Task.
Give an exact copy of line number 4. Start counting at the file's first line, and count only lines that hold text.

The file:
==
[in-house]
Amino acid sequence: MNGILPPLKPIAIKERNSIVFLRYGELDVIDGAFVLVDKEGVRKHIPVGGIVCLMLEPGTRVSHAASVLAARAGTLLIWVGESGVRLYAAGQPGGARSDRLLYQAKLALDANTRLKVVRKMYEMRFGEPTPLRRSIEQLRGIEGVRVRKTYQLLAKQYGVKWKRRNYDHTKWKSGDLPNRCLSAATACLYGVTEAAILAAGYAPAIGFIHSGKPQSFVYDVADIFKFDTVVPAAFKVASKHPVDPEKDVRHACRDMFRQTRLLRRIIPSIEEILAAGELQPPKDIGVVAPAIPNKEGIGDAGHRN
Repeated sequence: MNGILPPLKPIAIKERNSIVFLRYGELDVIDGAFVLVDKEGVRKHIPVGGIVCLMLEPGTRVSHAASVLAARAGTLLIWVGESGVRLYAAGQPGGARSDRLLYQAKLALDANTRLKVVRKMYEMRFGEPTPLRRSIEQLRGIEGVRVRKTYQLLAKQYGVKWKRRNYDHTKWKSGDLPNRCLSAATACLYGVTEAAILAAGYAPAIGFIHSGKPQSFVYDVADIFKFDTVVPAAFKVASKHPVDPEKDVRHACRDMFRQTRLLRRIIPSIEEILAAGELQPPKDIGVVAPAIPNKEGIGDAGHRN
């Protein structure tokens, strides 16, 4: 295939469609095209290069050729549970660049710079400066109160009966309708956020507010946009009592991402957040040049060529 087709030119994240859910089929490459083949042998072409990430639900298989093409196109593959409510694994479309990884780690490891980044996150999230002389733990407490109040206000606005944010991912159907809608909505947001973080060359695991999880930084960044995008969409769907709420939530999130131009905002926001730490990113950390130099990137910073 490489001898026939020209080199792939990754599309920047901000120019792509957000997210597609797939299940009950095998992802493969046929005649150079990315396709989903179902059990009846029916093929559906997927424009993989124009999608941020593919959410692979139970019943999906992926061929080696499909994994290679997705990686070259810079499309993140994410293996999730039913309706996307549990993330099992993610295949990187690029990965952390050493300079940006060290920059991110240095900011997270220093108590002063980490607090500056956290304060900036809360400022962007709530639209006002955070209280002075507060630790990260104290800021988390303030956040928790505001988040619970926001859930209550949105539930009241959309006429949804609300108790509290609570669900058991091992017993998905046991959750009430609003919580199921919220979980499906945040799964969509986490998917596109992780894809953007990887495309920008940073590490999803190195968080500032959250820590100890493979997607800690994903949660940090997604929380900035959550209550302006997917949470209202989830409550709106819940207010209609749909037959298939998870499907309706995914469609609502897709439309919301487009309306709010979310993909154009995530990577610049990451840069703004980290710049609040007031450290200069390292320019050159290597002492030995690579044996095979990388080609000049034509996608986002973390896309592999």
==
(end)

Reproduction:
């Protein structure tokens, strides 16, 4: 295939469609095209290069050729549970660049710079400066109160009966309708956020507010946009009592991402957040040049060529 087709030119994240859910089929490459083949042998072409990430639900298989093409196109593959409510694994479309990884780690490891980044996150999230002389733990407490109040206000606005944010991912159907809608909505947001973080060359695991999880930084960044995008969409769907709420939530999130131009905002926001730490990113950390130099990137910073 490489001898026939020209080199792939990754599309920047901000120019792509957000997210597609797939299940009950095998992802493969046929005649150079990315396709989903179902059990009846029916093929559906997927424009993989124009999608941020593919959410692979139970019943999906992926061929080696499909994994290679997705990686070259810079499309993140994410293996999730039913309706996307549990993330099992993610295949990187690029990965952390050493300079940006060290920059991110240095900011997270220093108590002063980490607090500056956290304060900036809360400022962007709530639209006002955070209280002075507060630790990260104290800021988390303030956040928790505001988040619970926001859930209550949105539930009241959309006429949804609300108790509290609570669900058991091992017993998905046991959750009430609003919580199921919220979980499906945040799964969509986490998917596109992780894809953007990887495309920008940073590490999803190195968080500032959250820590100890493979997607800690994903949660940090997604929380900035959550209550302006997917949470209202989830409550709106819940207010209609749909037959298939998870499907309706995914469609609502897709439309919301487009309306709010979310993909154009995530990577610049990451840069703004980290710049609040007031450290200069390292320019050159290597002492030995690579044996095979990388080609000049034509996608986002973390896309592999």